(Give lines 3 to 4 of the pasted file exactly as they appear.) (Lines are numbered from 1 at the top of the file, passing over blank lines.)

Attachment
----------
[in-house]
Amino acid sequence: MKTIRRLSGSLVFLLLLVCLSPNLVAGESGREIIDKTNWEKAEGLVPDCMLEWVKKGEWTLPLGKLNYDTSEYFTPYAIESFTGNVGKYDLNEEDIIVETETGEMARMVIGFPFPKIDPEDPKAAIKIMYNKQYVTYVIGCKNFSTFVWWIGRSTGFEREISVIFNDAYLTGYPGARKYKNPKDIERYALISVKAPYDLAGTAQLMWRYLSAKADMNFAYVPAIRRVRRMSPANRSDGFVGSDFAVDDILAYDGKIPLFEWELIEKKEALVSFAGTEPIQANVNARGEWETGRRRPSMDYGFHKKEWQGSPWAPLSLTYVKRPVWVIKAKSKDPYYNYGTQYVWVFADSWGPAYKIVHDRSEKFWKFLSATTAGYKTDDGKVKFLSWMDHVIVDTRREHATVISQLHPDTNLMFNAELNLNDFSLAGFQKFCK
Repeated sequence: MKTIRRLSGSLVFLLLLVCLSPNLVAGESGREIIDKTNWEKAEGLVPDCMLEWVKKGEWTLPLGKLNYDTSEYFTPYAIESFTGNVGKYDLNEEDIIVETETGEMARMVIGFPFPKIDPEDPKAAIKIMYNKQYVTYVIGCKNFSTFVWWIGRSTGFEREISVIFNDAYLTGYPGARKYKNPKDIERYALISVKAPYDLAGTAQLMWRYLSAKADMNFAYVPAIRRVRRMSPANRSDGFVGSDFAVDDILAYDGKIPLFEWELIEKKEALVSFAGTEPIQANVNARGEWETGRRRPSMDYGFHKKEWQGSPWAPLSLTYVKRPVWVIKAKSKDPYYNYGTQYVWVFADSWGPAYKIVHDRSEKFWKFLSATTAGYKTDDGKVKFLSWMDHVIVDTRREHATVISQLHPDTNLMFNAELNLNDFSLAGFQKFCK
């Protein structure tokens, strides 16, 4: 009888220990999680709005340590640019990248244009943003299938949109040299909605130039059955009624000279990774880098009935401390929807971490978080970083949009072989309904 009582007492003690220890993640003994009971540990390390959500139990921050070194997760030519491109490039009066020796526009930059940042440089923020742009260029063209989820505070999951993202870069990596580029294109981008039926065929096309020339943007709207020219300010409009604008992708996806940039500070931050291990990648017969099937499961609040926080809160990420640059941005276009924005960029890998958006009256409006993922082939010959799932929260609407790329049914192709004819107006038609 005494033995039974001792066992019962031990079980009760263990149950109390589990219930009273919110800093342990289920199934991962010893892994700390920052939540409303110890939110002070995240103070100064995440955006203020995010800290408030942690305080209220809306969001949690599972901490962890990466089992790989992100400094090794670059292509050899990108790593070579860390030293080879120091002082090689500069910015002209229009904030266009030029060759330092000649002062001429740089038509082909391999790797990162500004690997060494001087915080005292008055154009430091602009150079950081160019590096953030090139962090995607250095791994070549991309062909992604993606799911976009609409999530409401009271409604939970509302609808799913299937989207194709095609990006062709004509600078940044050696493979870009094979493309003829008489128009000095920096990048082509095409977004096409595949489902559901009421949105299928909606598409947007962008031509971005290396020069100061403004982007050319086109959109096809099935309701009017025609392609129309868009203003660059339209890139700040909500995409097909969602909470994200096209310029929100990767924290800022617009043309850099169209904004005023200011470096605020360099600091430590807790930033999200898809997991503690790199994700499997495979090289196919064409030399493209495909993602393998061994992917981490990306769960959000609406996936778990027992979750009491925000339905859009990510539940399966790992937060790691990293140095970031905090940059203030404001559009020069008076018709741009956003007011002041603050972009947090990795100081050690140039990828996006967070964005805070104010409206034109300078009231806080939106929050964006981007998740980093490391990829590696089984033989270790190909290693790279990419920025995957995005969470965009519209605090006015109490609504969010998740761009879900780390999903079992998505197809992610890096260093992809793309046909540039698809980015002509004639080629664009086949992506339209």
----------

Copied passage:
Repeated sequence: MKTIRRLSGSLVFLLLLVCLSPNLVAGESGREIIDKTNWEKAEGLVPDCMLEWVKKGEWTLPLGKLNYDTSEYFTPYAIESFTGNVGKYDLNEEDIIVETETGEMARMVIGFPFPKIDPEDPKAAIKIMYNKQYVTYVIGCKNFSTFVWWIGRSTGFEREISVIFNDAYLTGYPGARKYKNPKDIERYALISVKAPYDLAGTAQLMWRYLSAKADMNFAYVPAIRRVRRMSPANRSDGFVGSDFAVDDILAYDGKIPLFEWELIEKKEALVSFAGTEPIQANVNARGEWETGRRRPSMDYGFHKKEWQGSPWAPLSLTYVKRPVWVIKAKSKDPYYNYGTQYVWVFADSWGPAYKIVHDRSEKFWKFLSATTAGYKTDDGKVKFLSWMDHVIVDTRREHATVISQLHPDTNLMFNAELNLNDFSLAGFQKFCK
């Protein structure tokens, strides 16, 4: 009888220990999680709005340590640019990248244009943003299938949109040299909605130039059955009624000279990774880098009935401390929807971490978080970083949009072989309904 009582007492003690220890993640003994009971540990390390959500139990921050070194997760030519491109490039009066020796526009930059940042440089923020742009260029063209989820505070999951993202870069990596580029294109981008039926065929096309020339943007709207020219300010409009604008992708996806940039500070931050291990990648017969099937499961609040926080809160990420640059941005276009924005960029890998958006009256409006993922082939010959799932929260609407790329049914192709004819107006038609 005494033995039974001792066992019962031990079980009760263990149950109390589990219930009273919110800093342990289920199934991962010893892994700390920052939540409303110890939110002070995240103070100064995440955006203020995010800290408030942690305080209220809306969001949690599972901490962890990466089992790989992100400094090794670059292509050899990108790593070579860390030293080879120091002082090689500069910015002209229009904030266009030029060759330092000649002062001429740089038509082909391999790797990162500004690997060494001087915080005292008055154009430091602009150079950081160019590096953030090139962090995607250095791994070549991309062909992604993606799911976009609409999530409401009271409604939970509302609808799913299937989207194709095609990006062709004509600078940044050696493979870009094979493309003829008489128009000095920096990048082509095409977004096409595949489902559901009421949105299928909606598409947007962008031509971005290396020069100061403004982007050319086109959109096809099935309701009017025609392609129309868009203003660059339209890139700040909500995409097909969602909470994200096209310029929100990767924290800022617009043309850099169209904004005023200011470096605020360099600091430590807790930033999200898809997991503690790199994700499997495979090289196919064409030399493209495909993602393998061994992917981490990306769960959000609406996936778990027992979750009491925000339905859009990510539940399966790992937060790691990293140095970031905090940059203030404001559009020069008076018709741009956003007011002041603050972009947090990795100081050690140039990828996006967070964005805070104010409206034109300078009231806080939106929050964006981007998740980093490391990829590696089984033989270790190909290693790279990419920025995957995005969470965009519209605090006015109490609504969010998740761009879900780390999903079992998505197809992610890096260093992809793309046909540039698809980015002509004639080629664009086949992506339209």